The Cleburne County Commission heard from two residents Monday night concerning conditions of county roads.

Bob Hardin said the road he’s lived on for two decades, County Road 75, is in bad condition.

“It’s the worst now it’s ever been in 20 years. So it’s not a issue with the weather,” Hardin said. “It’s an issue of it’s not being taken care of.”

Hardin talked with the commissioners about a solution, including sales tax and gas tax options, to help fund the roads.

“We’ve go to work together to get more money,” Hardin said.

Hardin said that a different road near him — County Road 25, where it goes over the mountain — is basically a one-lane road.

“You’ve got to get off on the dirt and if you get off on the right side coming down, it’s washed out so bad. I had to help a lady get out one day. She got stuck over there coming down the mountain,” Hardin said.

Commissioner Emmett Owen said there has not been an increase in the gas fund to help with infrastructure since 1992.

“It costs $100,000 to pave one mile of road,” Owen said.

County engineer Lee Estes was not at the meeting, but during a phone interview later he said funding is the issue.

“In order to fix the roads, they need to be resurfaced and at this time the budget does not allow for it. We will maintain them to the best of our abilities with the resources we have,” Estes said.

The recent rains have washed out or adversely affected several county roads according to Estes, including those numbered 675, 642, 665, 639 and 233. Road crews are out filling the potholes and sections affected by the recent heavy rains.

County resident Leonard Molden said the road he lives on — County Road 208 — is in bad shape as well. Molden addressed the commission last year with a right-of-way issue on the road. Then-county attorney Doug Ghee determined that Molden’s road was a county road, which cleared up a question over its ownership; there had been an issue whether the road was public or private.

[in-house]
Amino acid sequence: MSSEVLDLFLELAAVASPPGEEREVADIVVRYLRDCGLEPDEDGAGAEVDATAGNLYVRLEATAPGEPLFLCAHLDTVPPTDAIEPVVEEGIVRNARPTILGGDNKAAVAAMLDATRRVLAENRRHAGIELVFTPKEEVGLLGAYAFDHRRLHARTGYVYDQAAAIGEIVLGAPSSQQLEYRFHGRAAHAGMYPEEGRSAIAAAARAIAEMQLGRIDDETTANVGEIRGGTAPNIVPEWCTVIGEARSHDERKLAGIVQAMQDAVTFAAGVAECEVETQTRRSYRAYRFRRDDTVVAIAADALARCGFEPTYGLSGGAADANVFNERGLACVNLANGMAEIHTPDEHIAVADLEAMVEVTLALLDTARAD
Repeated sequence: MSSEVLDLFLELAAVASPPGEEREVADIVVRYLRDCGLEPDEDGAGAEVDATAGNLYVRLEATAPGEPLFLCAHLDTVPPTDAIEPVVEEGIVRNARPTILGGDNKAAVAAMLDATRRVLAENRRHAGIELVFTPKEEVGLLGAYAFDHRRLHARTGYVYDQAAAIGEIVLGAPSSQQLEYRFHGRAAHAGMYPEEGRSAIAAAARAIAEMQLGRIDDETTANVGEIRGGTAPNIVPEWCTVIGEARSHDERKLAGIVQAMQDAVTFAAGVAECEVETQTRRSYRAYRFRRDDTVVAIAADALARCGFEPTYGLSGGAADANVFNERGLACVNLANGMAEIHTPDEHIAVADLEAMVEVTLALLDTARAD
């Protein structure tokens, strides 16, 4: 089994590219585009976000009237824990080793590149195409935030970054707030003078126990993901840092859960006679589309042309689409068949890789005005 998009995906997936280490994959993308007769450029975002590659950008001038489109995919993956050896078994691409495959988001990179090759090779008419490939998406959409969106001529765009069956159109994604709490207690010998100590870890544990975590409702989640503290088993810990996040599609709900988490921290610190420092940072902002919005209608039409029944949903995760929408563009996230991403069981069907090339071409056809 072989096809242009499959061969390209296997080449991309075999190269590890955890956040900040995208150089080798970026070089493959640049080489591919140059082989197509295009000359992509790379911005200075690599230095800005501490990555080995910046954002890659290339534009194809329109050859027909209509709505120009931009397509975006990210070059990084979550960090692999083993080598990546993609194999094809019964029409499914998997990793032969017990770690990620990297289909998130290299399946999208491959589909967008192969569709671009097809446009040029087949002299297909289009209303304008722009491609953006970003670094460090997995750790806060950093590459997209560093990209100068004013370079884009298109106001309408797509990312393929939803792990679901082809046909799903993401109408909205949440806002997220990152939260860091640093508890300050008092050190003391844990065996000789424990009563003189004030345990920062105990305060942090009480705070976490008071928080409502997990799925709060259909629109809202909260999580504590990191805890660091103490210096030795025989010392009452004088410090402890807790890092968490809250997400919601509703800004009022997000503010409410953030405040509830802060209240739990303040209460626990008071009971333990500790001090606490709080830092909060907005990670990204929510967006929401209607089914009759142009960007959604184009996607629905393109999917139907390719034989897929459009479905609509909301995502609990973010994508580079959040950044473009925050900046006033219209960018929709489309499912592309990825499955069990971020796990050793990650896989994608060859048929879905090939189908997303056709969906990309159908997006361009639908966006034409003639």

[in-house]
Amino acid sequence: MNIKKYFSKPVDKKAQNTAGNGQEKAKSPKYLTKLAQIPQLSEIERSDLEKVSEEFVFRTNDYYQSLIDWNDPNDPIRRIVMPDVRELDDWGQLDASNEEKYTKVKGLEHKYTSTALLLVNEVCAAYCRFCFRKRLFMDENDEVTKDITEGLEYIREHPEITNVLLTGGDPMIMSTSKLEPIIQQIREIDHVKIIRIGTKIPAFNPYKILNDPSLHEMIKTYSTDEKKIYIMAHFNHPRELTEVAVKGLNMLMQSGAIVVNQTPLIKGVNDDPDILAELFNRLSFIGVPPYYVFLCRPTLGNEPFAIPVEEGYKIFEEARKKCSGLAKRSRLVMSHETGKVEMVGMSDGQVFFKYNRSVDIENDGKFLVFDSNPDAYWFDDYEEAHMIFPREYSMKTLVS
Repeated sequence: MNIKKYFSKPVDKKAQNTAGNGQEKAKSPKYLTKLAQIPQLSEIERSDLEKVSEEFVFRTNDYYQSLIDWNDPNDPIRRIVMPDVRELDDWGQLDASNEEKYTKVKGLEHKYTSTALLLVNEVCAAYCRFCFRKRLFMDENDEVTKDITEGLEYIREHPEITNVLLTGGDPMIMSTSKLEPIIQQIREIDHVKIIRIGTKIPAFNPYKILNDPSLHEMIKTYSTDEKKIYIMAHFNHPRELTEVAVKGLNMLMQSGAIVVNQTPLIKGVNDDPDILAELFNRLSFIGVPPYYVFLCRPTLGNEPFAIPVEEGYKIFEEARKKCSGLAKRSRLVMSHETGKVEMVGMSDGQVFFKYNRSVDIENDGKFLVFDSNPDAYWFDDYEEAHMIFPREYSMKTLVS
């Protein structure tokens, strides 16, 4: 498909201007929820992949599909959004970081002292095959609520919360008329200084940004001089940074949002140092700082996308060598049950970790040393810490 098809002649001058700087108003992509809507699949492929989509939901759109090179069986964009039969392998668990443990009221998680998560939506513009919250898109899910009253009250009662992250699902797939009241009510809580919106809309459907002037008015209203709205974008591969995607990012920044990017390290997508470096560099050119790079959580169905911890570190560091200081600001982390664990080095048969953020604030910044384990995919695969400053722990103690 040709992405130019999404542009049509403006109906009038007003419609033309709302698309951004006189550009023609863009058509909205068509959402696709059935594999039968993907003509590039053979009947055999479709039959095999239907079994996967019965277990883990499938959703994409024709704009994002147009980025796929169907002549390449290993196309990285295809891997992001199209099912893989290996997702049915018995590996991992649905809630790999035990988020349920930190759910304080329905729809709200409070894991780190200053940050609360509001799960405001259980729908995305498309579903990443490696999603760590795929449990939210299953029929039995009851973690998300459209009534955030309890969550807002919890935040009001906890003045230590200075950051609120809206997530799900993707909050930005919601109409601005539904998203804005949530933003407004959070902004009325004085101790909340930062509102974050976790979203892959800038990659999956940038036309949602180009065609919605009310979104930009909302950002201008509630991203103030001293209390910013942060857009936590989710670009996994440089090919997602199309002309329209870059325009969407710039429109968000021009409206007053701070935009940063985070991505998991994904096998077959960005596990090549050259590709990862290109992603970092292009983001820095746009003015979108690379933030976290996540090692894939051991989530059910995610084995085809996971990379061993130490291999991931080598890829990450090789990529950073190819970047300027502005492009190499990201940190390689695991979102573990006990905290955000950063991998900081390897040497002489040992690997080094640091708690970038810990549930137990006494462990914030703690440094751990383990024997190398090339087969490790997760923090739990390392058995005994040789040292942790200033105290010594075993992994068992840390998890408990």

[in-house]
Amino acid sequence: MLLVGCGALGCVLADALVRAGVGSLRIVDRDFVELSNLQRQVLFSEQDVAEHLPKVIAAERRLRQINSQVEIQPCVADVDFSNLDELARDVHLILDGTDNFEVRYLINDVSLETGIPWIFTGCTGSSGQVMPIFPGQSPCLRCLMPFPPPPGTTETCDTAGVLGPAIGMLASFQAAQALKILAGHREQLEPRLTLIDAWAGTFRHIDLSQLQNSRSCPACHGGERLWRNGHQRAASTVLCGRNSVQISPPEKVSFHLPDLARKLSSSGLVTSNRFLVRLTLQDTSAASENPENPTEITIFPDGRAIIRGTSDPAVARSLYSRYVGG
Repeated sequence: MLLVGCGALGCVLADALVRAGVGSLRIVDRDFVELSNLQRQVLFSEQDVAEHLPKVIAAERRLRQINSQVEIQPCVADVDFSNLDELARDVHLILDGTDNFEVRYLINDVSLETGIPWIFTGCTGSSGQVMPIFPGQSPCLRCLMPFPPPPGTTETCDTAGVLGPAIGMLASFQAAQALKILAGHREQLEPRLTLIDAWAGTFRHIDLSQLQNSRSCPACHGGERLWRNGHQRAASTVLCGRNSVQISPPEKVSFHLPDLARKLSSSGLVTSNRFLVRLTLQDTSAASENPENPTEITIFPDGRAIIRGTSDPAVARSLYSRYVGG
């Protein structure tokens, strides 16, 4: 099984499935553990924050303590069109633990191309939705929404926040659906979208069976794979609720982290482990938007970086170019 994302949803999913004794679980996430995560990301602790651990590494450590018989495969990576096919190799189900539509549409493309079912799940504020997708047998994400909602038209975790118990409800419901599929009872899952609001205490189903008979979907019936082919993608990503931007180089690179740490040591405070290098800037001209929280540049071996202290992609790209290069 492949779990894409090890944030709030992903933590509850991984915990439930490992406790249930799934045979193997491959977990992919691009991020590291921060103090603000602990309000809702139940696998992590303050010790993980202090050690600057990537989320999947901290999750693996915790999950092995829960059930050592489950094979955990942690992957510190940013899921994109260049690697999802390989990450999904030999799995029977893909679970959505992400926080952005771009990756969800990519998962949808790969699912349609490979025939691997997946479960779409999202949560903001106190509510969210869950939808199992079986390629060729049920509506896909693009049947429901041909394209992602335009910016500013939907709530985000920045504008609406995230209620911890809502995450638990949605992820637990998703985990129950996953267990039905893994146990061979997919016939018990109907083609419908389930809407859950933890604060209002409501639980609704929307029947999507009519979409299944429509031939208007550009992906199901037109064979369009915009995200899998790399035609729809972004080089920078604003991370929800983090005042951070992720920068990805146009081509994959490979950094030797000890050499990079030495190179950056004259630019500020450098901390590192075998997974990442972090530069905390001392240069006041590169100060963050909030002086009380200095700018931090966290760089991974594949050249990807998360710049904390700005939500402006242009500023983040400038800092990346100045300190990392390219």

“Last time I was here, it was debatable if it a was a county road or not, but the outgoing lawyer — he made it very clear it was a county road ditch to ditch,” Molden said.

Molden asked the commission if he could get legal authority to clean out a ditch that’s clogged with trees and other vegetation, which causes water to overflow and wash out the road and cause erosion.

Commissioner Laura Cobb said that during the years, the road kept getting shifted over, and trees have grown up to one side. Cobb said road crews will get to Molden’s road next week to patch up potholes and washed-out areas from the heavy rains.

“If they don’t want to cut the trees and stuff I got a good chainsaws — I know how to do that,” Molden said.

In other business

The commission passed three resolutions concerning the newly appointed Emergency Director and the Cleburne 911 Board.

The Commission will pay half the salary of the new position of Emergency Manager from the Emergency Management budget.

The Cleburne County E911 Board merged the responsibilities of operations manager with those of a deputy emergency manager and created the new position of deputy emergency manager director. The Commission will pay half the salary from the emergency management budget.

The Cleburne County Commission entered into a cooperative agreement for the purpose of employing a single director for the supervision of the both the E911 directorship and the old position of Emergency Management Agency director.

Every commissioner voted yes except for Laura Cobb, who said after the meeting she needed more time to go over the facts.

“I needed to know what was the cost of the benefits. What was the total costs of combining these two jobs together?” said Cobb.

“I didn’t want to make a decision without all the facts in front of me. I did that once; not going to do it again,” she said.

Cobb said she did not oppose the position but wanted to vote on it at next month’s meeting after getting more information.